For immediate release Tuesday, April 24, 2012
Contact: Barbara George, Women’s Energy Matters, 415-755-3147, firstname.lastname@example.org
WEM CALLS FOR CPUC ACTION
The Federal Energy Regulatory Commission (FERC) announced April 19th that it is proposing national standards to ensure grid-reliability of Energy Efficiency and Demand Response. Women’s Energy Matters (WEM) welcomes standards that would demonstrate that clean resources can be substituted for nuclear power, and the lights will stay on!
The failure of the San Onofre nuclear plant, now shut for twelve weeks, highlights the importance of taking action to implement energy efficiency and solar to secure energy for Southern California without relying on dangerous and unreliable nuclear power or heavily polluting old natural gas power plants.
FERC states that its proposed standards should “help to ensure that energy efficiency resources and other electricity resources are treated comparably.” They include common-sense procedures that California avoids — like reporting where energy was saved. Barbara George, Exec. Dir. of WEM, explained, “If you don’t know where efficiency measures were installed, you can’t see where the load was reduced — so Calif. utilities can claim that they need more power supplies where they really don’t.”
All this may come at a surprise to people who think rooftop solar and energy efficiency projects are already substituting for power supplies. After all, California’s “Energy Action Plan” mandates the “loading order” of resources, which “identifies energy efficiency and demand response [followed by renewables and distributed generation] as the State’s preferred means of meeting growing energy needs.”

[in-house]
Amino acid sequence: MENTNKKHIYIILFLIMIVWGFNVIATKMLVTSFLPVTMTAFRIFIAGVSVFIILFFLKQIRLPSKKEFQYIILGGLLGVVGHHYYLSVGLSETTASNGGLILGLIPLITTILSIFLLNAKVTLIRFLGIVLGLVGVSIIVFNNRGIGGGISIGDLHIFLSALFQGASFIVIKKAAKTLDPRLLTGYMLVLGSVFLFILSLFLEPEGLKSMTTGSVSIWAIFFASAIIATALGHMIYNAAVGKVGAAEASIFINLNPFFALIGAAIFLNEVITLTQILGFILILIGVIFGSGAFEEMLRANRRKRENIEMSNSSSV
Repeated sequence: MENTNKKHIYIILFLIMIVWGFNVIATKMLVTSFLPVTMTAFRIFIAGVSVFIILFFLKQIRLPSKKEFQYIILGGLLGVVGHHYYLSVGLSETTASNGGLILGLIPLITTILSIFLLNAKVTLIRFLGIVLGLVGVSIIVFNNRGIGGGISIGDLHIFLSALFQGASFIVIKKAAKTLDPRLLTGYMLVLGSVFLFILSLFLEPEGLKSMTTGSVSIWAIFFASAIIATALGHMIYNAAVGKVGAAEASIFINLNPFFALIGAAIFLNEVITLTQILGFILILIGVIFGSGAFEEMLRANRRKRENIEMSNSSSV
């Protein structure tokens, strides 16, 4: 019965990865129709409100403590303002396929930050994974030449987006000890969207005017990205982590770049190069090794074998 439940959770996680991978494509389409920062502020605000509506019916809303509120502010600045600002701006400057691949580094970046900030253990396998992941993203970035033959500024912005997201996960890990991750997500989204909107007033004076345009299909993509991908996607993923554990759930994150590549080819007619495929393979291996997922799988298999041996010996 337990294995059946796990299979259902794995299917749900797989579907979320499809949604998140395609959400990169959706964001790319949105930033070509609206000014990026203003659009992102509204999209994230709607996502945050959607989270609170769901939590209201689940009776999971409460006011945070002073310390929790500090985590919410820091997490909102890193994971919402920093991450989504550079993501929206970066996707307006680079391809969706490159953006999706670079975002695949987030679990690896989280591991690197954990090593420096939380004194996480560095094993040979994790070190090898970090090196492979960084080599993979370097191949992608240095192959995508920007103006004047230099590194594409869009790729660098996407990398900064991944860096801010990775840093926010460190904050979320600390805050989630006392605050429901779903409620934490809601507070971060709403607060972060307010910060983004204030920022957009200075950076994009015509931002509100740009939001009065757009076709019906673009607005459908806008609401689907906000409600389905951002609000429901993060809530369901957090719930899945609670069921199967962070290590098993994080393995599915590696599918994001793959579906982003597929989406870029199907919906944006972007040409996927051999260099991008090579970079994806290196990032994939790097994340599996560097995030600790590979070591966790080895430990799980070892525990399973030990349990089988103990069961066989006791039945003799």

George said that the reality is just the opposite. “Utilities continue to buy or build dirty fossil-fueled power to supply California’s high peak demand, instead of simply shaving off the peak with more efficient air conditioners, insulation, or solar panels.”
“The importance of the proposed national standards cannot be exaggerated. Currently, California spends $1.3 billion dollars a year on energy efficiency programs and millions more on solar — but prevents them from really offsetting energy supplies. Ratepayers pay for redundant resources, while pollution and climate change worsen.” WEM produced a colorful chart showing that according to CPUC’s own Planning Assumptions, California has 50% excess power, through 2020 — and 40% excess without any nuclear power.
After Fukushima, WEM urged CPUC to require utilities to use energy efficiency, local renewables and demand response as replacement resources whenever nuclear power plants are offline. With San Onofre expected to be out all summer, George said this is the time to adopt WEM’s recommendations. “Fully utilizing energy efficiency, demand response and solar would provide a bonanza of good jobs, reduce customers’ bills, and eliminate greenhouse-gas emissions for years to come. The lights would stay on, blackouts would be unnecessary, and we would avoid the expense and pollution caused by patching up Edison’s old Huntington Beach gas power plant to run for a single summer.”
George noted, “Pressure to resurrect Huntington Beach is growing as the weather heats up, but this is a manufactured crisis. Clean energy solutions have been authorized and funded — now CPUC must order Edison to use them to substitute for power supplies.”
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Background — San Onofre nuclear station and Huntington Beach power plant:
San Onofre has been shut down for twelve weeks because of malfunctioning steam generators in both reactors. The steam generators are only one or two years old, and cost almost $700 million. There is a growing scandal over Edison’s unauthorized design changes which appear to have caused the malfunctions and may be unfixable.